The Bankwatch

Tracking the consumer evolution of financial services

banking 101 | All banks are vulnerable to runs

This is a fascinating and insightful paper by Willem Buiter and Anne Sibert on the failure of the Icelandic banking system, but with scary parallels to the UK system and others.  In particular though, and of interest to everyone possibly is section 2.1 copied below in full.  It defines the generic vulnerability that all banks’ have to “run a on the bank” even in good times.

Thus the argument goes, accept reality, nationalise the banks, and treat basic banking as a utility, just like water and electricity, until a better model can be developed that would have a better chance of surviving the coming sovereign debt crisis and transitioning into the new economic world that we are facing.

I fear the feeble attempts by heads of state of the western world to address banking and banks’ problems is failing, because banking is not understood.

The Icelandic banking crisis and what to do about it CEPR Policy Insight No. 26

2.1 All banks are vulnerable to runs

There is no such thing as a safe deposit-taking bank on its own, even if its assets are of good quality and it has enough liquid assets to cope with normal variations in the net flow of deposits and other short-term liabilities. The events since August 2007, and in particular the demise of Northern Rock in the United Kingdom and Bear Stearns in the United States, have made it clear that any highly leveraged institution with assets that are mostly long term and illiquid and liabilities that are mostly short term can be subject to a catastrophic liquidity shortage.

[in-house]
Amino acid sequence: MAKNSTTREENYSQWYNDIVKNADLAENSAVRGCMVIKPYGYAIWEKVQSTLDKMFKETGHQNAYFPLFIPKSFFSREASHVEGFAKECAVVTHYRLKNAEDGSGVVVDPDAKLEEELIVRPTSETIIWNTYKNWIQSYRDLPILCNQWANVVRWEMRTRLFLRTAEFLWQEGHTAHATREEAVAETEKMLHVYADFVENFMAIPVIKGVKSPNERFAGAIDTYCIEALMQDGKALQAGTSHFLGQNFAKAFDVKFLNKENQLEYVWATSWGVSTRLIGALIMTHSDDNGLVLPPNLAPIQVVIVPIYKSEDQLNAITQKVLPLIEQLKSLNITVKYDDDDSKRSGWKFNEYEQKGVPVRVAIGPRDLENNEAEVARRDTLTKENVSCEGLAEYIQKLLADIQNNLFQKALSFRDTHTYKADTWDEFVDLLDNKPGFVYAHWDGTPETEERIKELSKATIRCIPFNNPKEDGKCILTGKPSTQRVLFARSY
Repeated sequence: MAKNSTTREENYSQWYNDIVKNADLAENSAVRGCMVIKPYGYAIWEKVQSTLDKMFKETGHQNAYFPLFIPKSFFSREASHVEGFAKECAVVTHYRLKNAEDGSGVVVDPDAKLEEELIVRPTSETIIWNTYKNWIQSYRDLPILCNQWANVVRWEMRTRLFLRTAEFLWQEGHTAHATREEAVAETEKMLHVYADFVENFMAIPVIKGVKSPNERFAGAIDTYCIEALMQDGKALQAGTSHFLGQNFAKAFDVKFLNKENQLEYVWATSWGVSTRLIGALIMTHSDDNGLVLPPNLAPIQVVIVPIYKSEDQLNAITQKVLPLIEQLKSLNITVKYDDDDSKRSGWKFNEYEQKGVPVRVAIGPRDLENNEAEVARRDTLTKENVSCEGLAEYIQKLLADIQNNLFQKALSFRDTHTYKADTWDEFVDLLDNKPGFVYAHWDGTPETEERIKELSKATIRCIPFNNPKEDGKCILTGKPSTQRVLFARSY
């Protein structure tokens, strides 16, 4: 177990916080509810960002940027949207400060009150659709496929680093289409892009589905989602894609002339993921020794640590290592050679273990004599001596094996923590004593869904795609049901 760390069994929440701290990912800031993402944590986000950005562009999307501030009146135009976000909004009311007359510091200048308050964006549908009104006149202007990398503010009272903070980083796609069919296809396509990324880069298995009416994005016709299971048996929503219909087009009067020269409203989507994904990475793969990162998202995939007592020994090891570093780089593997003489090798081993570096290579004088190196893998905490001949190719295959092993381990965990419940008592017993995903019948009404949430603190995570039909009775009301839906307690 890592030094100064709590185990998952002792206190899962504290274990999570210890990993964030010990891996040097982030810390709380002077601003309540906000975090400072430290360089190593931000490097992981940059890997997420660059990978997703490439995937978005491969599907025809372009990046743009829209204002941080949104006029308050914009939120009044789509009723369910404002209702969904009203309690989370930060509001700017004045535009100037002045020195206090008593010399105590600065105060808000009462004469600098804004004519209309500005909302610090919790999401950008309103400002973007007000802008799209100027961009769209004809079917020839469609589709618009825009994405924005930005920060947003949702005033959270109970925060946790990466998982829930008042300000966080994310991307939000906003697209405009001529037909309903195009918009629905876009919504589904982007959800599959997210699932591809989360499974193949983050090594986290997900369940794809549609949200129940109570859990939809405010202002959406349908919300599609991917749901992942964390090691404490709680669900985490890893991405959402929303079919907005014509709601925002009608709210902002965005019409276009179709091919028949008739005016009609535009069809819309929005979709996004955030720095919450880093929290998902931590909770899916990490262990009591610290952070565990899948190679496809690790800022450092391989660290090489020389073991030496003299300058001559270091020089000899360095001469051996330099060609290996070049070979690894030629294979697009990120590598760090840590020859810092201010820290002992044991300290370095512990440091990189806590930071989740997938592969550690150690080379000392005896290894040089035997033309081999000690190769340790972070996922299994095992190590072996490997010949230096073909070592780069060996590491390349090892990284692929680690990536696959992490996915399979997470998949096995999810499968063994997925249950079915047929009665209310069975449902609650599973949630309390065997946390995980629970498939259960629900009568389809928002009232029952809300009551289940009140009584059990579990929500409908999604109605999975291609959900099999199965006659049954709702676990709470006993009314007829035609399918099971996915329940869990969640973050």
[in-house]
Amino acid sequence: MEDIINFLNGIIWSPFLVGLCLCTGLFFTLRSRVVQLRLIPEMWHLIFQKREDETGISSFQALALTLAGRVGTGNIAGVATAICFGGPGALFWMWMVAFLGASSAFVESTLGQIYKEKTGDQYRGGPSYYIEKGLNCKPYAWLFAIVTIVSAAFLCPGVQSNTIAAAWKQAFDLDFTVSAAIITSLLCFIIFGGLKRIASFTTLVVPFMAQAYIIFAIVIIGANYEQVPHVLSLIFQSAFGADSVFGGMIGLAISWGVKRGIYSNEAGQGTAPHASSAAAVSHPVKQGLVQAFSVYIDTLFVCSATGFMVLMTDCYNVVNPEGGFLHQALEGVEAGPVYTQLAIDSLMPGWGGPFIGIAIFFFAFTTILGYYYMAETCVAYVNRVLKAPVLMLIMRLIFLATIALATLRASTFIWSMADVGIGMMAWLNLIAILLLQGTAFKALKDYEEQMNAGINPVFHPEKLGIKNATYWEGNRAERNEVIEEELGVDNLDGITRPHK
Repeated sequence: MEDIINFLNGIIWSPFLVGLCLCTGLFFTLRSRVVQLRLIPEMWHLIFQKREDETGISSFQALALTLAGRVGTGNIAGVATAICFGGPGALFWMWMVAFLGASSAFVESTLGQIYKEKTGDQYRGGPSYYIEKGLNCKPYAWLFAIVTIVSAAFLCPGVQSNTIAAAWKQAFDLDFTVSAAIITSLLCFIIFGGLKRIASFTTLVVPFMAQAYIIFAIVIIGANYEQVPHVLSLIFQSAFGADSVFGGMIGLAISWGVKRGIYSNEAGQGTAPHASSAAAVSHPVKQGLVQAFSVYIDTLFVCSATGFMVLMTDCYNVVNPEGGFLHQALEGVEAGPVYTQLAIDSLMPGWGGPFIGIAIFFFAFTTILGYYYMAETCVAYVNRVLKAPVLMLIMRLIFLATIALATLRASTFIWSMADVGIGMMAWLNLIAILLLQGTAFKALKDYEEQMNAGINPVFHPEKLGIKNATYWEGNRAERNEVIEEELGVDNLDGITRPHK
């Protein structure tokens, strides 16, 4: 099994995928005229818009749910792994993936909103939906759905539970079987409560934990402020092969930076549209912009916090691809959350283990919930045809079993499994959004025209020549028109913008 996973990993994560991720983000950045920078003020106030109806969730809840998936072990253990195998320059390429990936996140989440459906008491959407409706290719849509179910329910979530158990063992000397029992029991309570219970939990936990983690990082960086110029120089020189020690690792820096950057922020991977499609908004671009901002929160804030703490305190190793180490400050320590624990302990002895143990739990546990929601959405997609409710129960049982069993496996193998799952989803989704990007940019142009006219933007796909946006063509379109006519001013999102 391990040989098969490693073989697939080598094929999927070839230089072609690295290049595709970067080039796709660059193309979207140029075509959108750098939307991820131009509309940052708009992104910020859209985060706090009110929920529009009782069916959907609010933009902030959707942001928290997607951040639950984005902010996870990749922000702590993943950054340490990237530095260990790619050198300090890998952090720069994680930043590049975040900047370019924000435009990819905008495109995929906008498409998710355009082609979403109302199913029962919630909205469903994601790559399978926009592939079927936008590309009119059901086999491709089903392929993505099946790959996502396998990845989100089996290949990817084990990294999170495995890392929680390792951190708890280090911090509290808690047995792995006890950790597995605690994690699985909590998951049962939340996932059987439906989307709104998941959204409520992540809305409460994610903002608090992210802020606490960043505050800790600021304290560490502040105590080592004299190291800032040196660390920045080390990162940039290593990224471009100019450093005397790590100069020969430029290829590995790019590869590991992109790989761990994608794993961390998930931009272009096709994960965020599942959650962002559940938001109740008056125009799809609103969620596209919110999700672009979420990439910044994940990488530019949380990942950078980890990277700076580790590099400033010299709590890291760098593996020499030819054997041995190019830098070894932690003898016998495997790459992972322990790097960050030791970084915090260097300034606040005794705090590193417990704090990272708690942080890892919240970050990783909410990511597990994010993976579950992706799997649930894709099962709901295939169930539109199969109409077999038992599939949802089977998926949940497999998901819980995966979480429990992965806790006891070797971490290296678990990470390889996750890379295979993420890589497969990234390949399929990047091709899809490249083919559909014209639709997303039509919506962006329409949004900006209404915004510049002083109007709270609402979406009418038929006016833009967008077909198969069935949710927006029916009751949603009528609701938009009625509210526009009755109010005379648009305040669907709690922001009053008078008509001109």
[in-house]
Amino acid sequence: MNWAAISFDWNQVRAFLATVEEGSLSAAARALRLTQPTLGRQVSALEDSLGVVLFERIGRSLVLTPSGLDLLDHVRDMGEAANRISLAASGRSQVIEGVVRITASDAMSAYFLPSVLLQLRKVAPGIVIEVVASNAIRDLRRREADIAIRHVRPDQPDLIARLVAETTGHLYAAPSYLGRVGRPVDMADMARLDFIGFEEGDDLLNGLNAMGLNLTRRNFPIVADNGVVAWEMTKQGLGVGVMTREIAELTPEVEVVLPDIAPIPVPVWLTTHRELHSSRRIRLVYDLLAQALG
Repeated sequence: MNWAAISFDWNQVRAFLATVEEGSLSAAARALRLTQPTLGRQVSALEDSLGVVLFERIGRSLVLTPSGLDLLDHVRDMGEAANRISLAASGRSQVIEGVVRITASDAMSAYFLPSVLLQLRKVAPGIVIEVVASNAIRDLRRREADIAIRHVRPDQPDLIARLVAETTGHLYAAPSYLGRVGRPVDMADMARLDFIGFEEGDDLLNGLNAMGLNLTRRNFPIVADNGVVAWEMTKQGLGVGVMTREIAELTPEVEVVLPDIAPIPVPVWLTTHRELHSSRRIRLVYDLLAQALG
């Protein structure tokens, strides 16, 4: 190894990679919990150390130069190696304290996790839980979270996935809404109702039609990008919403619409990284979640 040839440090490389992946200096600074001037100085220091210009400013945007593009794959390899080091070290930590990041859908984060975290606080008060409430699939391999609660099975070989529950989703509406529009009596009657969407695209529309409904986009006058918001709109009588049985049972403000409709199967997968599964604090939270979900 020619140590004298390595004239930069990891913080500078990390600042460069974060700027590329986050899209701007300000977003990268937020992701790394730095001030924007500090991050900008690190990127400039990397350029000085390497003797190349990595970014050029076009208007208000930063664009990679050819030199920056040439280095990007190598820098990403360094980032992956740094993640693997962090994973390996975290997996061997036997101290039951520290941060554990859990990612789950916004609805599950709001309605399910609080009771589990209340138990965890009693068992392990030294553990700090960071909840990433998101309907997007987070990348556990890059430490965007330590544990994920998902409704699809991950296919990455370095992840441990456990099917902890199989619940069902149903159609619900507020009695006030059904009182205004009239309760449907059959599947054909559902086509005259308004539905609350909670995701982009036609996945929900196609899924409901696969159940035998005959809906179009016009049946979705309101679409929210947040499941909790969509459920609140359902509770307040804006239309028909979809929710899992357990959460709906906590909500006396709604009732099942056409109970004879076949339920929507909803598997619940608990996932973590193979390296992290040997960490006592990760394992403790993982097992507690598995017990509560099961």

In the case of deposit-taking institutions, the canonical liquidity crisis is a bank run. Deposits can be withdrawn on demand and those who wish to withdraw are paid on a first-come, first-served basis. A bank run can occur if it is believed  rightly or wrongly that a bank is balance-sheet-insolvent (with assets worth less than liabilities).  But, as assets are illiquid, a bank run that cripples the bank is always possible, even if the bank is not believed to be balance-sheet insolvent: if each depositor believes that all other depositors are going to withdraw their assets then each depositor’s rational response is to withdraw his own. The outcome a bank  run validates the depositors’ beliefs: it is individually rational, but socially disastrous. The risk of cash-flow insolvency inability to meet one’s obligations including the obligation to redeem deposits on demand for cash is always present when assets are illiquid.

For highly leveraged institutions that fund themselves mainly in the wholesale capital markets, including the asset-backed securities and asset-backed commercial paper markets, an analogous event is  possible: in the belief that other creditors will be unwilling to roll over their loans to a borrower whose obligations are maturing or to purchase the new debt instruments the borrower is issuing, each  creditor finds it optimal to refuse to roll over his own loans or to purchase the new debt instruments the borrower is trying to issue, let alone to extend new credit. As with a classic bank run, this scenario can occur even when the assets of the bank are believed to be sound, if only they could be held to maturity.

Written by Colin Henderson

January 20, 2009 at 22:02

%d bloggers like this: